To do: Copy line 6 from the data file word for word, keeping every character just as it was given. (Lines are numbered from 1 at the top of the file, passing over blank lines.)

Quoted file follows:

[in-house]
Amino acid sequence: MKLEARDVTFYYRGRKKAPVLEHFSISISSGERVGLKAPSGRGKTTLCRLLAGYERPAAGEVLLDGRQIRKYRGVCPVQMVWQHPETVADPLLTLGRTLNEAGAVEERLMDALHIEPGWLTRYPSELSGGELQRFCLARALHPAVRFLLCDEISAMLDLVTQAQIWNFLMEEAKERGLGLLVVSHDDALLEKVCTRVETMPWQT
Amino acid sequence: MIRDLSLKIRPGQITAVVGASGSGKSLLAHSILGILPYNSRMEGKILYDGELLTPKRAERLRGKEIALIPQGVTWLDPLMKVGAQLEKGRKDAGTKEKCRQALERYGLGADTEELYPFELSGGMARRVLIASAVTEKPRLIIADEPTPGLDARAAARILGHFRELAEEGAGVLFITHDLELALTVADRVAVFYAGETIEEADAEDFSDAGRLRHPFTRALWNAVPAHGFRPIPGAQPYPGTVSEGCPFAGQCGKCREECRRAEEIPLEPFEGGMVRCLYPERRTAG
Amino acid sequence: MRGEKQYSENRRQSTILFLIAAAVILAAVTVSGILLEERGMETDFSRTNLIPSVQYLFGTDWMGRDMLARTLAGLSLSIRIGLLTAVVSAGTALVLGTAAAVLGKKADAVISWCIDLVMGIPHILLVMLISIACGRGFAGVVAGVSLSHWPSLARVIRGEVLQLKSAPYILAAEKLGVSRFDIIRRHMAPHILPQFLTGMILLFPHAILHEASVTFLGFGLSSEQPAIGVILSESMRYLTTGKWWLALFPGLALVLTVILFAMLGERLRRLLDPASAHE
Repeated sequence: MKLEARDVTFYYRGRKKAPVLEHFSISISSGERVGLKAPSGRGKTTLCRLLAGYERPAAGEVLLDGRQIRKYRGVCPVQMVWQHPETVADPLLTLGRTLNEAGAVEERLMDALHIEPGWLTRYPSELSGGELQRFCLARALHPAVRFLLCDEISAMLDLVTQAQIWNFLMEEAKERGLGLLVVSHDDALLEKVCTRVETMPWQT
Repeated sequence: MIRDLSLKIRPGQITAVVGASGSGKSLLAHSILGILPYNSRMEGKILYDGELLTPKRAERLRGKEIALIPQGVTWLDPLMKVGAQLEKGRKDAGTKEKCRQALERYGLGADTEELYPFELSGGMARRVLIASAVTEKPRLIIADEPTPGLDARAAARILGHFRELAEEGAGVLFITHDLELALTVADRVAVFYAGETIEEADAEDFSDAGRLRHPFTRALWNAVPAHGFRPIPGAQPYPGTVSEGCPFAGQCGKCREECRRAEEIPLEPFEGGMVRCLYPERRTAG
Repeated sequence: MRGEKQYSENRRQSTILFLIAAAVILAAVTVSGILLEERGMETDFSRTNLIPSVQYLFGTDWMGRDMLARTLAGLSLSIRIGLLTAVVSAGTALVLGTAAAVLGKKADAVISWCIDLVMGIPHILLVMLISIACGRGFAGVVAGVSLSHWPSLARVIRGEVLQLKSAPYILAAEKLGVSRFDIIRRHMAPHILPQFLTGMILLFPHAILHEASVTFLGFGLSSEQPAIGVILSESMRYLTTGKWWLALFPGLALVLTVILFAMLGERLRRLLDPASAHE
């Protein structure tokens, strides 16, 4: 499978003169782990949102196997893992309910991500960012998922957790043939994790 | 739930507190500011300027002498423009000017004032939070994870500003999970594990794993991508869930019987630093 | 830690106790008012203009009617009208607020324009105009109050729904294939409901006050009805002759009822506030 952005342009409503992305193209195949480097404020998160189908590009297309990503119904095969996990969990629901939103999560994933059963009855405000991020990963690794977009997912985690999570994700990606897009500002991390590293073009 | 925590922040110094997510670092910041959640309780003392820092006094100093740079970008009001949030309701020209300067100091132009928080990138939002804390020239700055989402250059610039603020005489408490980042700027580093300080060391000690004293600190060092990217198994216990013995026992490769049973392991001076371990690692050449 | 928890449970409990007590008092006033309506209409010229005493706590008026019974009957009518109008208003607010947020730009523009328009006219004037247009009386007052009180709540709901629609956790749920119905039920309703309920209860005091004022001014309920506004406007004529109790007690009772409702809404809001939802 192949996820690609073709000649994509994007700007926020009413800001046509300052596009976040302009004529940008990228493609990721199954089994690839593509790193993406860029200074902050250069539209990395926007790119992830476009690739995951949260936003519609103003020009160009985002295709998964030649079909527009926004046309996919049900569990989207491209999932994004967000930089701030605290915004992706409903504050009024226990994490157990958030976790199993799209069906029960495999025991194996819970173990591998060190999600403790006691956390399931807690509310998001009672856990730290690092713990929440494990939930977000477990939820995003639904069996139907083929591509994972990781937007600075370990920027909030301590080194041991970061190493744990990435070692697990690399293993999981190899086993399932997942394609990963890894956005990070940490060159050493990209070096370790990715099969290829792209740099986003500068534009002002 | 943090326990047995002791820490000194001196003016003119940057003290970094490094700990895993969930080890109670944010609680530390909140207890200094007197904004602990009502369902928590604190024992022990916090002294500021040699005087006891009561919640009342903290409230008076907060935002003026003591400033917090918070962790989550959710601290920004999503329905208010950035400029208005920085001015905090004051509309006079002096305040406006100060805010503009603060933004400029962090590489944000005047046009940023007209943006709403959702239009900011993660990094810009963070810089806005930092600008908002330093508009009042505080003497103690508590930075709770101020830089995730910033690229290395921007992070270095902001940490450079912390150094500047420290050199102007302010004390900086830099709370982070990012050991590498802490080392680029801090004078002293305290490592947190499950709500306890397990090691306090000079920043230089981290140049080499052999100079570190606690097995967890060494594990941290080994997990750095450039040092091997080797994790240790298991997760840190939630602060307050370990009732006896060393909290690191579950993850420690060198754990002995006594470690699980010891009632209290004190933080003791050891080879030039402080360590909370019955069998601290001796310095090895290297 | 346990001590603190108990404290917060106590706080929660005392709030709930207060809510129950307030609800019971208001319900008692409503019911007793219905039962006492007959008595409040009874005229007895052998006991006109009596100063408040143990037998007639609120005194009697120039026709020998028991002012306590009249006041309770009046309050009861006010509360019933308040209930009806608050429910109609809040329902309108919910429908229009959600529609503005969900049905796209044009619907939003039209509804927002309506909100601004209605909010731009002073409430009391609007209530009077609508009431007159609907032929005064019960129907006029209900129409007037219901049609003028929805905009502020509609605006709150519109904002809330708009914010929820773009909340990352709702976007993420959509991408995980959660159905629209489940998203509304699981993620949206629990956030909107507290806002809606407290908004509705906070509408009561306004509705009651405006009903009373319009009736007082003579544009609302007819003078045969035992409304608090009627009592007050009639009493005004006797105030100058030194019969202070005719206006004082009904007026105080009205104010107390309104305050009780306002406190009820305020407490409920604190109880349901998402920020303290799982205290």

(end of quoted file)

Repeated sequence: MIRDLSLKIRPGQITAVVGASGSGKSLLAHSILGILPYNSRMEGKILYDGELLTPKRAERLRGKEIALIPQGVTWLDPLMKVGAQLEKGRKDAGTKEKCRQALERYGLGADTEELYPFELSGGMARRVLIASAVTEKPRLIIADEPTPGLDARAAARILGHFRELAEEGAGVLFITHDLELALTVADRVAVFYAGETIEEADAEDFSDAGRLRHPFTRALWNAVPAHGFRPIPGAQPYPGTVSEGCPFAGQCGKCREECRRAEEIPLEPFEGGMVRCLYPERRTAG